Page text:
Keeping the faith dealing with strains of progress Downtown

Localo Living owner Ana Matovinovic is so optimistic about Front Street and Downtown New Westminster
Localo Living owner Ana Matovinovic is so optimistic about Front Street and Downtown New Westminster's future she's building an espresso bar next to her antique store despite all the construction going on and on the way that is having an effect on the area's businesses.
— image credit: Grant Granger/NewsLeader

Step outside of Ana Matovinovic’s shop on Front Street and there’s construction and deconstruction either going on or being planned.

So it’s fitting it’s the same inside.

Matovinovic is building an espresso bar to go with her Localo Living ‘eclectic decor’ boutique. She’s made the bold move even though construction in Downtown New Westminster is wreaking havoc with many of the area’s businesses. She’s expanding while others have left or are contemplating leaving.


She sees a payoff in the future.

Matovinovic can’t wait for the city to take down the west half of the Front Street Parkade.

When this happens next year, natural light will flood into her store, and she expects customers will flood in, too, after the city beautifies the street.

“I believe in what Front Street is going to become. It will take a few months to anywhere near two years with the construction down here. I see the change that’s happening now, and that’s because of new residents that are coming to New West,” says Matovinovic. “They’re going to be demanding more services down here, different types of stores and coffee shops. It’s just the start of good things to come.”

Matovinovic admits her faith is more based on intuition than anything.

“I have to be honest with you, I am worried a little bit. It’s in the back of my mind,” she says.

“That is the key thing, the patience. I’m not one that has a lot of patience. It’s definitely teaching me to be patient, and to trust my sixth sense as well.”

David Sarraf owns several buildings Downtown.

He’s just lost one of his biggest tenants with Andy Bradshaw’s decision to move his British Store from Columbia Street to Surrey. And Bradshaw’s not the only one to bolt. While disappointed, Sarraf still sees the positive side to the loss. It will give him a chance to fix up the building and uncover the beauty of four windows on the top floor that somebody covered up decades ago.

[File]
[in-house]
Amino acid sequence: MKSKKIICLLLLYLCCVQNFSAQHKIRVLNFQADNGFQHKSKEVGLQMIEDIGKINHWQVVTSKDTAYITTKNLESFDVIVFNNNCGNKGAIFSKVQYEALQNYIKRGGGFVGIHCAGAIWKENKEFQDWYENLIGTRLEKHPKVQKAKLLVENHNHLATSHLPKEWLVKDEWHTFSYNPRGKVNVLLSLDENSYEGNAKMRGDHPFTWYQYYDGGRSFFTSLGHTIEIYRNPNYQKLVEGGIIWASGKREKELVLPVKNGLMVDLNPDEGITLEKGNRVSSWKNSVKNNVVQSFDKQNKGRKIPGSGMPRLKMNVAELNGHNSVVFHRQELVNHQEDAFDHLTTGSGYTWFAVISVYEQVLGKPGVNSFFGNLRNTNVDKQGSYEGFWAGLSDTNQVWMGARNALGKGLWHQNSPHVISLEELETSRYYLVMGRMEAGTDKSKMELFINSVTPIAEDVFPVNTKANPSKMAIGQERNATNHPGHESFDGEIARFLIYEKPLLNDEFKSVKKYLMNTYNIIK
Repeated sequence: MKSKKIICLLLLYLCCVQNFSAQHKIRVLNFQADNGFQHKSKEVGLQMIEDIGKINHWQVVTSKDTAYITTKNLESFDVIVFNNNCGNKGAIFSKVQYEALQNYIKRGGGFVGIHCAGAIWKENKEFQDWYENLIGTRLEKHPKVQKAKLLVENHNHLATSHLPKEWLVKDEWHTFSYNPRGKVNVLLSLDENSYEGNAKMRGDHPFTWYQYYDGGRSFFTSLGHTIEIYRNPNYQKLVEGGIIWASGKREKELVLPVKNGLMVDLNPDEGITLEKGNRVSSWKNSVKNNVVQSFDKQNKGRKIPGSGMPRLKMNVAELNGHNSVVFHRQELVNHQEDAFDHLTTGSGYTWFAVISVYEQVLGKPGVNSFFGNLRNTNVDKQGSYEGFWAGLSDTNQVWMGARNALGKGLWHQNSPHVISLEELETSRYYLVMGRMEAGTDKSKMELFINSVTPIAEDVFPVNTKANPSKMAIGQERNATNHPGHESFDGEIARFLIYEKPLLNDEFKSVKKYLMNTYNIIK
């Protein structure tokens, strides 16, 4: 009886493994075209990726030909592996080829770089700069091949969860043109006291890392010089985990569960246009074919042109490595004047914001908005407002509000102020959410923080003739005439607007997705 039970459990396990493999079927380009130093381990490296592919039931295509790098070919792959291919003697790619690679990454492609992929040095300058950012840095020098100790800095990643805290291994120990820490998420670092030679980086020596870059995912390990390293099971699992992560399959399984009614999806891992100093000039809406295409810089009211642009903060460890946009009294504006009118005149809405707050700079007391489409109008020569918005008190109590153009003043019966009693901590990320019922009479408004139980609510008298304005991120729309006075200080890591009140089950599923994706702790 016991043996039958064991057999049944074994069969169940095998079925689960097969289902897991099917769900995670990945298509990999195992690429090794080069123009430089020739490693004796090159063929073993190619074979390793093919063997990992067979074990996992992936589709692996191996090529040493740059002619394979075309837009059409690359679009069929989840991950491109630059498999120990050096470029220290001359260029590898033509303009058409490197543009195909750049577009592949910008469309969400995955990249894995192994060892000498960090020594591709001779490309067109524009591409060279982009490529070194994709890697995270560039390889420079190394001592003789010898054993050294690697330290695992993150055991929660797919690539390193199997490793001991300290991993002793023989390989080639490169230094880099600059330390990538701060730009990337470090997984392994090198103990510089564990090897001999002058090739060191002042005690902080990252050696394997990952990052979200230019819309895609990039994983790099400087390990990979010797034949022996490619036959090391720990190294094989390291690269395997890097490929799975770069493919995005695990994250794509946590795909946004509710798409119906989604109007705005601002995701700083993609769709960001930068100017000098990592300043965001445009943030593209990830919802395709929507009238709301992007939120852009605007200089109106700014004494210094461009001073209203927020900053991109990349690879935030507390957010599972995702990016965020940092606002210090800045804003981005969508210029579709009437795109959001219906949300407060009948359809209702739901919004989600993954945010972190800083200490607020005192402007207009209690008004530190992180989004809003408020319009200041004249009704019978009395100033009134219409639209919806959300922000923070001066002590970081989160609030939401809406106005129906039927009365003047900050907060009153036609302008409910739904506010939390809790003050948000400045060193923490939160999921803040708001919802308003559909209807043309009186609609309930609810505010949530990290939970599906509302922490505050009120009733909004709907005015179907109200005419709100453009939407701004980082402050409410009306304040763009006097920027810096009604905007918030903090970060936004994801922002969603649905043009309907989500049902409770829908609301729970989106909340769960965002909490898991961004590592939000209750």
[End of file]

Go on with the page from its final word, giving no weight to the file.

“It’s going to cost me money, but I’m going to do it because I know it’s there,” says Sarraf.

But he won’t deny losing the Brit store and the butcher above hurts. “That’s a big hole in my pocket.”

The waterfront parkade, between Sixth and Begbie streets, is slated to come down next year. Above is a rendering of what the newly opened streetscape could look like. Courtesy City of New Westminster

The loss is also representative of what’s happening to Downtown businesses with constant construction closures due to projects like the Anvil Centre and the Trapp + Holbrook tower. In his reasons for leaving town, Bradshaw said he lost many customers after last October’s fire at McKenzie Street and Columbia wiped out three office buildings across the street.

“It’s not easy with what’s happening there,” says Sarraf, who has lost a few other tenants including a photo store which had its business drop by 80 to 90 per cent. “I’ve never had so many spaces empty on Columbia Street. It’s OK, I’ll survive it. What can you do? It has to [work]. We just have to make it work somehow.”

On the positive side, he recently leased a space for a coffee shop located next to the Wine Factory on Front Street. The proprietors already have Old Crow Coffee Co. up in the window, with a sign saying they plan to open in October—just a few months before that half of the parkade is slated to fall to the wrecking ball.

Sarraf has his fingers crossed for the owners.

“I hope they will make it. For them it’s a long-run thing. They know the construction is going to be there. [But] for the long run everything is going to be fine.”

Sarraf intends to be patient, too, despite traffic being so bad “you can’t even move around.”

“We think in the future it will be better,” says Sarraf, who recently joined a bunch of other Downtown businesses in a meeting with city staff to discuss upcoming construction disruptions. “The city is really trying very hard. You can’t blame them. You have to look at the future. In the future we’ll have a better waterfront, a better place to live. In the meantime we have to live with it somehow.”

New Westminster economic development manager Blair Fryer says the city intends to stay in contact with business owners, especially regarding the parkade demolition slated to start in January.

“We know this will have an impact on their business and so we’re working with them as well as the [Downtown New Westminster Business Improvement Association] at ways to mitigate some of that impact,” says Fryer. “In the end we believe the payoff will be very good for business owners and the community.”

That’s why Matovinovic and Sarraf keep the faith. Even when Sarraf finds out in the evening about some graffiti on one of his buildings he goes to clean it up.

“People look at me and think I’m nuts. At nine o’clock at night you should be at home watching TV,” says Sarraf.

“I can’t just walk away.”

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